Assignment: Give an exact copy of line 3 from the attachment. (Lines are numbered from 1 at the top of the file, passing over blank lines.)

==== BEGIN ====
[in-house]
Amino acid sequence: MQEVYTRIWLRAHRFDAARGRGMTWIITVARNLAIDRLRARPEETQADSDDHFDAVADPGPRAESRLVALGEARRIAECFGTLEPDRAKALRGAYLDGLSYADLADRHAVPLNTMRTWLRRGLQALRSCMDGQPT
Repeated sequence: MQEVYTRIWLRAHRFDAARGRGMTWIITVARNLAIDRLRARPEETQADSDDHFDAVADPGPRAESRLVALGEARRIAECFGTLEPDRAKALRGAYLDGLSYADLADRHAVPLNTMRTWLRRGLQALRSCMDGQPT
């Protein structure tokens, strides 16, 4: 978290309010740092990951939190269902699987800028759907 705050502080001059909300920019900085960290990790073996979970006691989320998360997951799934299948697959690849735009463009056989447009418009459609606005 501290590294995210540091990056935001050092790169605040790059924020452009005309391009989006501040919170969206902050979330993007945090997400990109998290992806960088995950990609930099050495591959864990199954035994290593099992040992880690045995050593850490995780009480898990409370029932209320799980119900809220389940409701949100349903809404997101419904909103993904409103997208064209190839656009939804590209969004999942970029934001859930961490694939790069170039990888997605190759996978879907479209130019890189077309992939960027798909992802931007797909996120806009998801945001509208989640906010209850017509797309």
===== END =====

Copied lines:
Repeated sequence: MQEVYTRIWLRAHRFDAARGRGMTWIITVARNLAIDRLRARPEETQADSDDHFDAVADPGPRAESRLVALGEARRIAECFGTLEPDRAKALRGAYLDGLSYADLADRHAVPLNTMRTWLRRGLQALRSCMDGQPT